Maybe Minnesota isn’t as smart as we think

One supposes we should just be happy we made the top 10 of smartest states in the country, but 10th? We only made 10th? There are only 50 states.

Minnesota is relatively unaccustomed to finishing this low in national surveys; we regularly rank in the top two or three for education, health, and quality of life. So it’s a bit of shock to see The Street’s recent survey of states based on such things as median income, percentage of people with degrees, and poverty.

This is the best they could come up with:

The land of 10,000 lakes is home to 31 of the top 1000 publicly traded companies in the country including Target (TGT_), SuperValu (SVU_) and Best Buy (BBY_). The world famous Mayo Clinic is also located in the Minnesota and employs 30,000 people in the state. As of 2006, more than 90% of seniors in the Minnesota public school system graduated, while the state led the country with the highest average ACT score in 2007.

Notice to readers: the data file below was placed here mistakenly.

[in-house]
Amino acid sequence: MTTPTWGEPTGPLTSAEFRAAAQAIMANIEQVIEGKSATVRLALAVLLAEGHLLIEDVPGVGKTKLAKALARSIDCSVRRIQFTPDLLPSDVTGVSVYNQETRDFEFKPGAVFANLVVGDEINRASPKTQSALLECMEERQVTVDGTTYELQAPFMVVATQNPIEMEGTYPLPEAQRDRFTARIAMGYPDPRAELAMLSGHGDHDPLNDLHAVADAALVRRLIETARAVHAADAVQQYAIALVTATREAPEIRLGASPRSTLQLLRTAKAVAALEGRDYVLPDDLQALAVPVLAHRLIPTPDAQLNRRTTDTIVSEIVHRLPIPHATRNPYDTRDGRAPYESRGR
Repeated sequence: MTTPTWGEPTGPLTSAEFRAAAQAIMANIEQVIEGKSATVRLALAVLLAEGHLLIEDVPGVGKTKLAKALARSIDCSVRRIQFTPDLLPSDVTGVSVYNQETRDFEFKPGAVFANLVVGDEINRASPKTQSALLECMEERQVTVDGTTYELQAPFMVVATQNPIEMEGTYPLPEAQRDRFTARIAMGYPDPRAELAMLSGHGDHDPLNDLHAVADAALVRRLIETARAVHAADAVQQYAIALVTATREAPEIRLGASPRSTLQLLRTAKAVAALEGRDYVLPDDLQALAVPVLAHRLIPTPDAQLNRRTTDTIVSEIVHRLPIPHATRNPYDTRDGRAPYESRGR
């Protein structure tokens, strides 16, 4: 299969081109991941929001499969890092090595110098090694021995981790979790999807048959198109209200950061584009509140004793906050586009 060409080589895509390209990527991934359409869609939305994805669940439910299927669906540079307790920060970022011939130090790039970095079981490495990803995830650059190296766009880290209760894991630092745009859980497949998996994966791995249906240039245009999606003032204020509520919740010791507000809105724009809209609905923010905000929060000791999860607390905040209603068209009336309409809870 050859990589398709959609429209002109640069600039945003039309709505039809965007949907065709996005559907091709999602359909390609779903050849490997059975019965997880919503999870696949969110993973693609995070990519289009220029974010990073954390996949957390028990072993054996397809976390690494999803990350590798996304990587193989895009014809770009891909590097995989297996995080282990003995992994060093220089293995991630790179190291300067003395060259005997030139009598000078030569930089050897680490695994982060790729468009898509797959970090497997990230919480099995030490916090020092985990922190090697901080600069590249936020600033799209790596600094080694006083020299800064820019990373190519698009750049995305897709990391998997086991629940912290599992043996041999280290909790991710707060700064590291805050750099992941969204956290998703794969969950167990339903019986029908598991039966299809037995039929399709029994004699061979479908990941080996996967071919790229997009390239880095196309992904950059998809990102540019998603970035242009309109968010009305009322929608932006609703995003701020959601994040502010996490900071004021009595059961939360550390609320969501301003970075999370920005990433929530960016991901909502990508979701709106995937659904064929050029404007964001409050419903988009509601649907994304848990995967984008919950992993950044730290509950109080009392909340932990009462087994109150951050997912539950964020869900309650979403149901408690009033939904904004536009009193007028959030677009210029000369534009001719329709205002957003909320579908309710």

We’re just behind New Hampshire, which is 7th in median household income, but that’s mostly because (a) people go to Massachusetts to make their money and (b) it costs a lot of money to live in the northeast. In fact, most every New England state (except for Rhode Island, which is an economic basket case; and Maine, which is still Maine) is ahead of us on the list. Only Colorado (at #2), joins Minnesota in the top 10.

We should get points just for being smart enough not to live elsewhere.

  • Tim

    Using the average SAT score will skew things as well, since traditionally, a lot of students in Minnesota take the ACT instead of the SAT unless they’re applying to schools that specifically require it.
    I also noted that some of the “dumber” states had good average SAT scores nonetheless, which probably reflects fewer but better students taking the test.